Healthy Trick-or-Treating Ideas

Halloween is nearly here and you can almost feel the sugar rush. Did you know that American’s buy more than 600 million pounds of candy a year for Halloween? In the weeks before Halloween Americans will spend up to $2.4 billion on candy!

To actually consume that much candy, every man, woman, and child in the country would have to eat almost 8 pounds of candy each! Ick. If you ate 8 pounds of candy bars that would be about 17,000 calories, 806g of fat, and 1,814g of sugar!

It is okay to indulge a bit on Halloween, but for many parents the idea of that much sugar is scarier than any zombie costume! However, it can also be hard to throw that much candy away when you know lots of money has been spent on it. So what is a parent to do?

To get some help, we’ve asked for some ideas from our parents at Utah Valley Pediatrics on healthy alternatives for trick-or-treaters that won’t cause a mutiny. One parent pointed out that many of these are also great for kids who have food allergies!

Thanks to everybody who sent in their wonderful ideas!

Healthy Ideas

School Supplies: By the end of October most kids will have already bitten the erasers off all their pencils. New Halloween pencils and erasers are a great way to freshen up their dreary pencil boxes.

Stickers: We don’t know what it is about stickers, but kids love them. Find some spooky stickers and let trick-or-treaters pick their favorites.

Water Bottles: One clever idea was to hand out small bottles of water for those thirsty trick-or-treaters. We also found these super cute Halloween water bottle labels you can print out for them!

Small toys: Things like spider rings, whistles, bouncy balls, sticky hands, stamps, bubbles, vampire teeth, silly bands, and other novelty toys can be inexpensive and fun. Some online stores have great deals.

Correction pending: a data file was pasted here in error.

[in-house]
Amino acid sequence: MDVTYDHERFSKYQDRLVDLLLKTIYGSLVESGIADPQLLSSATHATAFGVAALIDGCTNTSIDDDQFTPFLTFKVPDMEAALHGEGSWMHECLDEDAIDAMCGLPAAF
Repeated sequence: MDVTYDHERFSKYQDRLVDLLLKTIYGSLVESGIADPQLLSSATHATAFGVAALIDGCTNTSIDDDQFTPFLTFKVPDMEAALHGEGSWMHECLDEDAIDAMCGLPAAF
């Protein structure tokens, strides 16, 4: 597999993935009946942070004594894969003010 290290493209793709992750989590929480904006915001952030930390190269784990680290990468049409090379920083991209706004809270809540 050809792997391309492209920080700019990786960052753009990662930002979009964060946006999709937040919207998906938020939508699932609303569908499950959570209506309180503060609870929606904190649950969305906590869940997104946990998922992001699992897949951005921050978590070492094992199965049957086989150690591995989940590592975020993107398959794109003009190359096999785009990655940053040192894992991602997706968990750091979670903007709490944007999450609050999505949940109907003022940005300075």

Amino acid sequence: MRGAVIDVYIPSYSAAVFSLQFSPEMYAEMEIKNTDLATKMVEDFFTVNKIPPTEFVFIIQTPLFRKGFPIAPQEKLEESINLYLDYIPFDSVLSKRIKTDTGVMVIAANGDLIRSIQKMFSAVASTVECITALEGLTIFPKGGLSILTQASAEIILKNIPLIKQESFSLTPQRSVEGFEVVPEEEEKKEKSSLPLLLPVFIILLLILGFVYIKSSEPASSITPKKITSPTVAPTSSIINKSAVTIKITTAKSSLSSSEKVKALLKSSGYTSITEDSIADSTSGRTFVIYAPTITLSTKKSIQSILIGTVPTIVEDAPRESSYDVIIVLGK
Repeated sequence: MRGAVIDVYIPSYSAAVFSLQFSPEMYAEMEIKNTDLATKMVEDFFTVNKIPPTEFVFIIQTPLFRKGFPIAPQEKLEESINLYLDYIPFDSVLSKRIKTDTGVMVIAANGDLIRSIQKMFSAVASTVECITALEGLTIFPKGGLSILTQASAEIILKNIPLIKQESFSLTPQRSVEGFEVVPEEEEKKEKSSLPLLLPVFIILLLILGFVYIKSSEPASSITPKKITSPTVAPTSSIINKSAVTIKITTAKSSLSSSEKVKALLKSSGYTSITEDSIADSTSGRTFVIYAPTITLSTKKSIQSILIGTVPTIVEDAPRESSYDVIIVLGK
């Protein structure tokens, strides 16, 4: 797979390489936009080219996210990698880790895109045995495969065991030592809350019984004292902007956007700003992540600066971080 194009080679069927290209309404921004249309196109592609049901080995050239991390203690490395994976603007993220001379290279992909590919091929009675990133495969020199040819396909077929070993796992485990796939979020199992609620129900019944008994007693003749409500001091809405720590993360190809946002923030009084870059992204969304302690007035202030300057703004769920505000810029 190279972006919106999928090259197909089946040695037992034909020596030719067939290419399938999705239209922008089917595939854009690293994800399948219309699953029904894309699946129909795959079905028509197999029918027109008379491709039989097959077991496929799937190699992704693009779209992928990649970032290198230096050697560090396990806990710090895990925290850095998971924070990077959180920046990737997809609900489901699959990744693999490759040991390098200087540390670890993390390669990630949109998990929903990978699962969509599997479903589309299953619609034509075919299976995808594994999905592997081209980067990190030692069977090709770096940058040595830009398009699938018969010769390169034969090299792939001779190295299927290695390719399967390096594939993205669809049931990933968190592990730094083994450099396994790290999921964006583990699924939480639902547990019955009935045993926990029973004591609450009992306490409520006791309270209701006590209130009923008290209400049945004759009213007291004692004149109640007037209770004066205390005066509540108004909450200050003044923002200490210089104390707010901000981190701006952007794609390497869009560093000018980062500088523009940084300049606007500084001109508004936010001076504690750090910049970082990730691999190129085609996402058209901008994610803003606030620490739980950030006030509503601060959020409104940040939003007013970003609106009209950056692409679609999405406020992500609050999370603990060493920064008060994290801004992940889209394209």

Glow Sticks: A favorite was glow sticks. You can buy them in packs of 10 or 15 at many of the dollar discount stores or online. Kids go crazy for them! And it also has the added benefit of making the kids easier to see in the dark!

Healthier Snacks: Boxes of raisins, bags of unpopped popcorn, or packets of sunflower seeds are a great alternative to candy. Look for Halloween-themed snacks items like pretzels. Although they aren’t exactly “healthy” they sure beat candy corn.

Craft items: Kids love to create. Make it easy by giving out crayons, paints, or those cute little foam stickers.

Wondering what to do with the candy your kids get?

At the end of the night, if you are a bit overwhelmed by the stash of candy your kids have brought home, here are some things you can do with all that candy.

  • Save it for Christmas and use it to decorate gingerbread houses.
  • Donate it to a local food bank, but call first to make sure they accept it.
  • Give it to the troops! Some dentist offices offer a candy-buy-back program where they “buy” candy back with money, coupons, or raffle tickets. The candy is then shipped overseas to the troops in care packages. To find out which dentists in your area are involved visit Or you can offer to let your kids trade in their candy for a toy or activity they have been wanting and then mail in the candy yourself.
  • Make an advent calendar chain by rolling up the pieces of candy in cellophane wrap and then tie Christmas ribbon around each piece of candy. In December enjoy one piece a day as you countdown to Christmas.
  • Some families have a “Great Pumpkin” or “Candy Fairy” who takes their candy and switches it for a present. The kids pick out a reasonable number of pieces from their haul and the rest is let outside for the Great Pumpkin to take away Halloween night.
  • Pick out candy with a long-shelf life and use it in your emergency kits.
  • Use the candy to make candy bouquets and donate them to a retirement home.
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